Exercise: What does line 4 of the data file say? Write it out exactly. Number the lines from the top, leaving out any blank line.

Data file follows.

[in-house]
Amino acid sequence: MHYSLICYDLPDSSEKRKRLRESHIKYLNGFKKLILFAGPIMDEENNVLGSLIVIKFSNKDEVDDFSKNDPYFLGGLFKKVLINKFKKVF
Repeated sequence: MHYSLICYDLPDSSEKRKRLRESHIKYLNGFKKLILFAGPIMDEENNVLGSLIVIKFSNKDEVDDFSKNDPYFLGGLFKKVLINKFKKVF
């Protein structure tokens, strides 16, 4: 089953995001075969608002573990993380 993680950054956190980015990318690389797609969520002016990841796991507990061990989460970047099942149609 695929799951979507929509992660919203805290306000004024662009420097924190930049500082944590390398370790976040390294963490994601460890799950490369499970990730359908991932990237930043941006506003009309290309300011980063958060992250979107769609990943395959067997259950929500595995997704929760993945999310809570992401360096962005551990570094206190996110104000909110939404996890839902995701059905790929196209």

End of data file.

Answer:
């Protein structure tokens, strides 16, 4: 089953995001075969608002573990993380 993680950054956190980015990318690389797609969520002016990841796991507990061990989460970047099942149609 695929799951979507929509992660919203805290306000004024662009420097924190930049500082944590390398370790976040390294963490994601460890799950490369499970990730359908991932990237930043941006506003009309290309300011980063958060992250979107769609990943395959067997259950929500595995997704929760993945999310809570992401360096962005551990570094206190996110104000909110939404996890839902995701059905790929196209």